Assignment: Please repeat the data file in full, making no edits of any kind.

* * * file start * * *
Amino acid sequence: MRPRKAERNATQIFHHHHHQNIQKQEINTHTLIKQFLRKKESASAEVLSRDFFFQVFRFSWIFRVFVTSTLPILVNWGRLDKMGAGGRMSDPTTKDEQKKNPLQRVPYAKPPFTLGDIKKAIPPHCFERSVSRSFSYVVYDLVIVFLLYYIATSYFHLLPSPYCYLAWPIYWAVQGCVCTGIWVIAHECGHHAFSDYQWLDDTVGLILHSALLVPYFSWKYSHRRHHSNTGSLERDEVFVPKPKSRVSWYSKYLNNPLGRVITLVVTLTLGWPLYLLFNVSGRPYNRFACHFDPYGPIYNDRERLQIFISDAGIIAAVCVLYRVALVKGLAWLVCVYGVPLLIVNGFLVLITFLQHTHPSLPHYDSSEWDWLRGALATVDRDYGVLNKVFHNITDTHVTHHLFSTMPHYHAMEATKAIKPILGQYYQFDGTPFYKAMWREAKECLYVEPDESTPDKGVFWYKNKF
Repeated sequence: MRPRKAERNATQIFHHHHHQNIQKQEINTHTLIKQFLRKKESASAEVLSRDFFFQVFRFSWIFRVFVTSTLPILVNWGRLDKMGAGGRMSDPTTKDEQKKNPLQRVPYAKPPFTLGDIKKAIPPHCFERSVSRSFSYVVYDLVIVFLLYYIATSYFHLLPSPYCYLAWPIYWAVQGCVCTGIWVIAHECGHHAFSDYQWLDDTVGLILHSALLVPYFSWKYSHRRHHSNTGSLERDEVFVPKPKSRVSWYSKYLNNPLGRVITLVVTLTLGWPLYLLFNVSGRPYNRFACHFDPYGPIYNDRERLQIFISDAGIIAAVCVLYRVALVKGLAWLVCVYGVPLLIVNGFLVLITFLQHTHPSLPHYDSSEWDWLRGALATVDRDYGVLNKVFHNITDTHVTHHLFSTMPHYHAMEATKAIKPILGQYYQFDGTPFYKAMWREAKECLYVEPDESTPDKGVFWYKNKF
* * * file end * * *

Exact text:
Amino acid sequence: MRPRKAERNATQIFHHHHHQNIQKQEINTHTLIKQFLRKKESASAEVLSRDFFFQVFRFSWIFRVFVTSTLPILVNWGRLDKMGAGGRMSDPTTKDEQKKNPLQRVPYAKPPFTLGDIKKAIPPHCFERSVSRSFSYVVYDLVIVFLLYYIATSYFHLLPSPYCYLAWPIYWAVQGCVCTGIWVIAHECGHHAFSDYQWLDDTVGLILHSALLVPYFSWKYSHRRHHSNTGSLERDEVFVPKPKSRVSWYSKYLNNPLGRVITLVVTLTLGWPLYLLFNVSGRPYNRFACHFDPYGPIYNDRERLQIFISDAGIIAAVCVLYRVALVKGLAWLVCVYGVPLLIVNGFLVLITFLQHTHPSLPHYDSSEWDWLRGALATVDRDYGVLNKVFHNITDTHVTHHLFSTMPHYHAMEATKAIKPILGQYYQFDGTPFYKAMWREAKECLYVEPDESTPDKGVFWYKNKF
Repeated sequence: MRPRKAERNATQIFHHHHHQNIQKQEINTHTLIKQFLRKKESASAEVLSRDFFFQVFRFSWIFRVFVTSTLPILVNWGRLDKMGAGGRMSDPTTKDEQKKNPLQRVPYAKPPFTLGDIKKAIPPHCFERSVSRSFSYVVYDLVIVFLLYYIATSYFHLLPSPYCYLAWPIYWAVQGCVCTGIWVIAHECGHHAFSDYQWLDDTVGLILHSALLVPYFSWKYSHRRHHSNTGSLERDEVFVPKPKSRVSWYSKYLNNPLGRVITLVVTLTLGWPLYLLFNVSGRPYNRFACHFDPYGPIYNDRERLQIFISDAGIIAAVCVLYRVALVKGLAWLVCVYGVPLLIVNGFLVLITFLQHTHPSLPHYDSSEWDWLRGALATVDRDYGVLNKVFHNITDTHVTHHLFSTMPHYHAMEATKAIKPILGQYYQFDGTPFYKAMWREAKECLYVEPDESTPDKGVFWYKNKF